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Photo: Justin Sullivan/Getty Images

Royal Dutch Shell unveiled plans Monday to cut methane emissions from its worldwide operations to below 0.2% of the natural gas from their projects by 2025.

Why it matters: Shell, BP and others promote natural gas as a climate-friendly alternative to coal, thanks to its far lower carbon emissions when it's burned.

  • But methane is a very potent greenhouse gas, and leaks from oil-and-gas production (and elsewhere on the supply chain) erode some of that advantage.
  • Shell's move is similar BP's pledge in April, while Exxon unveiled a methane-cutting goal in May.

How it works: "Shell is implementing programmes, including using infrared cameras to scan for methane emissions, deploying advanced technology to repair leaks, and replacing high-bleed pneumatically-operated controllers with low emission alternatives," the company said Monday.

  • Shell said its current "baseline" leak methane leakage rate ranges from 0.01% to 0.8% across its assets.

The big picture: The move signals how some companies are pledging to forge ahead with methane cuts even as the Trump administration moves to scuttle U.S. regulations.

  • However, activists say the oil majors are still moving too slowly on climate efforts overall.

What's next: WSJ notes that the The Oil and Gas Climate Initiative, a group of 10 huge companies — including Aramco, BP, Shell, Total, Eni and others — plan to announce methane targets by the end of the year.

Go deeper

Dion Rabouin, author of Markets
7 mins ago - Economy & Business

Miami mayor: Bitcoin's appeal is that governments can't manipulate it

Miami Mayor Francis Suarez is pushing to make bitcoin a part of his city's economic future, and in an interview with "Axios on HBO," he pushed back against the economic orthodoxy of people like Treasury Secretary Janet Yellen who say it's a bad idea.

Why it matters: Miami's inclusion of bitcoin as a way to pay city employees or as part of the city's emergency cash holdings, as Suarez has proposed, would add legitimacy to the cryptocurrency and further entrench it in the U.S. economic system.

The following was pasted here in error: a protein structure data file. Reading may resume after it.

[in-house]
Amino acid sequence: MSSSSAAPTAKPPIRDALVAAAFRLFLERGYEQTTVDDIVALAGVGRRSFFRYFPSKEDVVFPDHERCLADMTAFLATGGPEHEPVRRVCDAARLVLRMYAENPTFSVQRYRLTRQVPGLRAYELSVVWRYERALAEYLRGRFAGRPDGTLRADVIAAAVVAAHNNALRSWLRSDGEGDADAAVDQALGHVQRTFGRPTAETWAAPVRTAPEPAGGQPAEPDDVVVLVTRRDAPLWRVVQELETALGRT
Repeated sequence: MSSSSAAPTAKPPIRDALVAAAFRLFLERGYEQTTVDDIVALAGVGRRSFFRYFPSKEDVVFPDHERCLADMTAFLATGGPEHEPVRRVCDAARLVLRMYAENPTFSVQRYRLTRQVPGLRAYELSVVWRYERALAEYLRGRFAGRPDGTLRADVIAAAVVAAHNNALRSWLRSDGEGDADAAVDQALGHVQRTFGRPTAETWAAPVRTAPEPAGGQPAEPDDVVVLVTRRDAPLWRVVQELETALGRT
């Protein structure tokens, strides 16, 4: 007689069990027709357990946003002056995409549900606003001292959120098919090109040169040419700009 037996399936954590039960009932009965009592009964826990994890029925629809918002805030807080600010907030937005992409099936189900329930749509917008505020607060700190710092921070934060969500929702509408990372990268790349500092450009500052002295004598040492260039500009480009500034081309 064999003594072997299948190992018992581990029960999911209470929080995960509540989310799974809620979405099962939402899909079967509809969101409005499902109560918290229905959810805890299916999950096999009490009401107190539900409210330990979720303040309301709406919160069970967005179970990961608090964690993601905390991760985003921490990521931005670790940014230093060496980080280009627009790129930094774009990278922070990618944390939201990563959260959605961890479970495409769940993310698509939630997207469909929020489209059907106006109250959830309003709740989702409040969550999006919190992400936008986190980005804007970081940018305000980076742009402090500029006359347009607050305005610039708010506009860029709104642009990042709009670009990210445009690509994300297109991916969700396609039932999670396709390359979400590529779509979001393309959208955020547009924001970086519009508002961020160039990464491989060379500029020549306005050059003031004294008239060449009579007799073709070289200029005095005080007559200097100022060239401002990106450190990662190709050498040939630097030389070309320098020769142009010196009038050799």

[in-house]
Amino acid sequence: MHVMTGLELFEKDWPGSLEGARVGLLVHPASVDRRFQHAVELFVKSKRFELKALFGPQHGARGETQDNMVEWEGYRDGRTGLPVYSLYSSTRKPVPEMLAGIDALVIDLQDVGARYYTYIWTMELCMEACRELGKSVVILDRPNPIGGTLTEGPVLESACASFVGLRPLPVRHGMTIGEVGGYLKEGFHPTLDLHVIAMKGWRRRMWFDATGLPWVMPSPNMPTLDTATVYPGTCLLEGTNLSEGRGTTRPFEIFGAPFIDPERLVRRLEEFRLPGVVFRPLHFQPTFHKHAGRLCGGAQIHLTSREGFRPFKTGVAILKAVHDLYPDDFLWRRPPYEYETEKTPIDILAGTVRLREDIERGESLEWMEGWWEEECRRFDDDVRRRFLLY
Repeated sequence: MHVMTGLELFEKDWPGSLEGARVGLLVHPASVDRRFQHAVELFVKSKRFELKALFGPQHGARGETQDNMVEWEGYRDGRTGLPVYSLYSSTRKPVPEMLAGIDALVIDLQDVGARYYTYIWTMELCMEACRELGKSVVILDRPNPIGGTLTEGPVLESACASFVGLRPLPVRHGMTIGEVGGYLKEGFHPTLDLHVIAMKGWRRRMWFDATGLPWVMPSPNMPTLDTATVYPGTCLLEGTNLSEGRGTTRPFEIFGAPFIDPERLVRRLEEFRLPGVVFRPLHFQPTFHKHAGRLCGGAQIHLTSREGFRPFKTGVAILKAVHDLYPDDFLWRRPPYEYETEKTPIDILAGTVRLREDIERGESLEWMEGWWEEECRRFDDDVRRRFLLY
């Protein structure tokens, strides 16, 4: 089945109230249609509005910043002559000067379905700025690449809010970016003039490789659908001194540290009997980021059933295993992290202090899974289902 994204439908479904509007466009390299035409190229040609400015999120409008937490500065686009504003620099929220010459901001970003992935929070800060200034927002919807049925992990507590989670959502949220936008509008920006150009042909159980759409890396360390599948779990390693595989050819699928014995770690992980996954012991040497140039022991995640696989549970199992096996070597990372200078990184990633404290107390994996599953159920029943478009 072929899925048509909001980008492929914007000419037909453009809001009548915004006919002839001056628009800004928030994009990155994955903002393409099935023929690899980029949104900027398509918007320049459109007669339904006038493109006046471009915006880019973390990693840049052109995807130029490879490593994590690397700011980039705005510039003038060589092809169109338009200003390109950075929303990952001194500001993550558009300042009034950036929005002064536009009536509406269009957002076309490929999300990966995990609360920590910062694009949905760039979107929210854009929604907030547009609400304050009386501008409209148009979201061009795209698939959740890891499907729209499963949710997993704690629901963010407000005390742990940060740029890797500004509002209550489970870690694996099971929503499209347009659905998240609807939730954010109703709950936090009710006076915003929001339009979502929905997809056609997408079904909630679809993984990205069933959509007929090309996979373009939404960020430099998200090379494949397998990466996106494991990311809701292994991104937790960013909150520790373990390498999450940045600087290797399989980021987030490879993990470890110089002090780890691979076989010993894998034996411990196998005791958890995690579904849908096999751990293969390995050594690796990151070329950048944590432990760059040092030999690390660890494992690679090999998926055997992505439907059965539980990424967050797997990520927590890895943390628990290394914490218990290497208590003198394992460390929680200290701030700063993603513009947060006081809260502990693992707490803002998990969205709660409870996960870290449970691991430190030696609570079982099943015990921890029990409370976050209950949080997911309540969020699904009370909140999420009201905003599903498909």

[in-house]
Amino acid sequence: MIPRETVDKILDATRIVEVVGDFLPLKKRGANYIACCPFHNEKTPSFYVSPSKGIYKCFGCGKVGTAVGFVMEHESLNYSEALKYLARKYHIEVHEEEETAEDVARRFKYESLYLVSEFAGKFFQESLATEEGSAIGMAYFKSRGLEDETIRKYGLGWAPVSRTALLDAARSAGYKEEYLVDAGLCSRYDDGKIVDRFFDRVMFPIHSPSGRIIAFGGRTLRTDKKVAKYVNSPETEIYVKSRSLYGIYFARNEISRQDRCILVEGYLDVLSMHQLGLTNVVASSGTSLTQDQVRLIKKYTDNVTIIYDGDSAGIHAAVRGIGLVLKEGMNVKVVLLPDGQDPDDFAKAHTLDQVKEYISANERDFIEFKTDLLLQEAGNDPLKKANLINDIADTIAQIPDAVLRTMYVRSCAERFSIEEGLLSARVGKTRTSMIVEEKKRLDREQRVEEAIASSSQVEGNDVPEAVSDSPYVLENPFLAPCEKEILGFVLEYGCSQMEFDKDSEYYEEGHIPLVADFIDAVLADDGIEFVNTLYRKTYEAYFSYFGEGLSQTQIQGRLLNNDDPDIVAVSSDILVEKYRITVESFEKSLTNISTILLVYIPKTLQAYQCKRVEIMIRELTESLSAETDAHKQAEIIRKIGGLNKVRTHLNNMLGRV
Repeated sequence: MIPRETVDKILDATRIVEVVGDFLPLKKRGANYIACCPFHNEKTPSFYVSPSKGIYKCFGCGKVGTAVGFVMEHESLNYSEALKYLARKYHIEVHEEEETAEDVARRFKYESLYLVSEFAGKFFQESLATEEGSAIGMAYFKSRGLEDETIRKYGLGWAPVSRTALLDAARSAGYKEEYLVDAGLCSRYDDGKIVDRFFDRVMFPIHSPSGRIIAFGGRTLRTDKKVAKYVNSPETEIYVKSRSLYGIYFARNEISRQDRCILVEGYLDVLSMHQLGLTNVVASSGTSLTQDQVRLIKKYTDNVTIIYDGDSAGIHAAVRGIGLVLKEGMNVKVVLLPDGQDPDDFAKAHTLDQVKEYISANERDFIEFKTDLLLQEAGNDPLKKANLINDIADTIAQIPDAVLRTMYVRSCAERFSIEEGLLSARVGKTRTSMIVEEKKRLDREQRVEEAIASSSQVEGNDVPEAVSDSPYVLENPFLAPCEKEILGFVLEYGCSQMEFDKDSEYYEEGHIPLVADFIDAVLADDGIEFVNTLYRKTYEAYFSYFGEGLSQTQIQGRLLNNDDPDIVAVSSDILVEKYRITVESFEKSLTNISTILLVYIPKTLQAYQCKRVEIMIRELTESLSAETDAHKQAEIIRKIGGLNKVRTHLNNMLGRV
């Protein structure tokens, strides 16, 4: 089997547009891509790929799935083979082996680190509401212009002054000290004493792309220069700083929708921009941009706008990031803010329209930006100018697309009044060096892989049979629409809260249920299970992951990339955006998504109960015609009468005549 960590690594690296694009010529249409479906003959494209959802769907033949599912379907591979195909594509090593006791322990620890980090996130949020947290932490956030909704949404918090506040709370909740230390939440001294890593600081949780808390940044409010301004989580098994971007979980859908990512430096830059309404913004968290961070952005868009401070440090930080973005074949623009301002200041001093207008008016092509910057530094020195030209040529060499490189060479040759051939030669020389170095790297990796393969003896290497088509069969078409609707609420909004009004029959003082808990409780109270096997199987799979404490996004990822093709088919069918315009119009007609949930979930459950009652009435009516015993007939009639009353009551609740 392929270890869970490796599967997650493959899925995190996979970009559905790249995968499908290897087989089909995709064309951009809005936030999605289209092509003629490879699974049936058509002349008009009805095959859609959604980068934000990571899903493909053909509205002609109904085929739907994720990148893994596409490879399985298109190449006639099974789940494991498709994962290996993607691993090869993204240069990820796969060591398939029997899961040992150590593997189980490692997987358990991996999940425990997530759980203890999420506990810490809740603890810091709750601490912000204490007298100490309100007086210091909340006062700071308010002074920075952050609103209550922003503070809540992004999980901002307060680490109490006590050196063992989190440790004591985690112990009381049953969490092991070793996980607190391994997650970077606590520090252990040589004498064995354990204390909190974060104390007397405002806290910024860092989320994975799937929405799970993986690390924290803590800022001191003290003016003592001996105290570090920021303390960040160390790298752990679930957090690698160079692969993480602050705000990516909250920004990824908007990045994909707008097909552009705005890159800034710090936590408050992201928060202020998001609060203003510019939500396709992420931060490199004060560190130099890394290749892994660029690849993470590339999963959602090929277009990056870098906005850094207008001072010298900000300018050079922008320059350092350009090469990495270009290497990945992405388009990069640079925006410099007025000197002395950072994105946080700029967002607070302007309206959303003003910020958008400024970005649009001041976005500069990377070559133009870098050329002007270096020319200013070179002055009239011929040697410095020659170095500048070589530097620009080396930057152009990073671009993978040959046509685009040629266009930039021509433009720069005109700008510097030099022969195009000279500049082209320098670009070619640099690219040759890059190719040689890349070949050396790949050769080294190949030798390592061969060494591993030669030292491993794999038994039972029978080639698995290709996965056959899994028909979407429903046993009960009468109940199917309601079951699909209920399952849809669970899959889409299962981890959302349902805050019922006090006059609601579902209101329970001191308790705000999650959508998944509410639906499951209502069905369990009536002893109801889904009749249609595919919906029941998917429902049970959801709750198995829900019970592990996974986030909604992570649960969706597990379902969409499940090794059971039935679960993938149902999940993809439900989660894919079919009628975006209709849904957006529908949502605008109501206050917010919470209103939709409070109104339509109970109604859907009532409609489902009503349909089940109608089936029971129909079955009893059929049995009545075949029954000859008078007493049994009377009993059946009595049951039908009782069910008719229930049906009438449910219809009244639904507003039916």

Dion Rabouin, author of Markets
8 mins ago - Politics & Policy

Miami mayor acknowledges Big Tech plans could hurt the city's poor

Photo: "Axios on HBO"

Miami Mayor Francis Suarez's ambitions to attract Big Tech has generated a lot of headlines — but it will likely come with some negative impacts for current residents, for which the mayor admits there may not be solutions.

What he's saying: "Gentrification is real," Suarez told "Axios on HBO." But even with his efforts to promote affordable housing, he argues that "government has a limited amount of resources and a limited amount of ability to stop things that are market driven."

Trump's assault on Chinese tech left loose ends galore

Illustration: Sarah Grillo/Axios

President Trump's haphazard war on Chinese tech has left the Biden administration with a raft of unfinished business involving efforts to restrict Chinese firms and products in U.S. markets.

Why it matters: The Chinese and American tech industries are joined at the hip in many ways, and that interdependence has shaped decades of prosperity. But now security concerns and economic rivalries are wrenching them apart.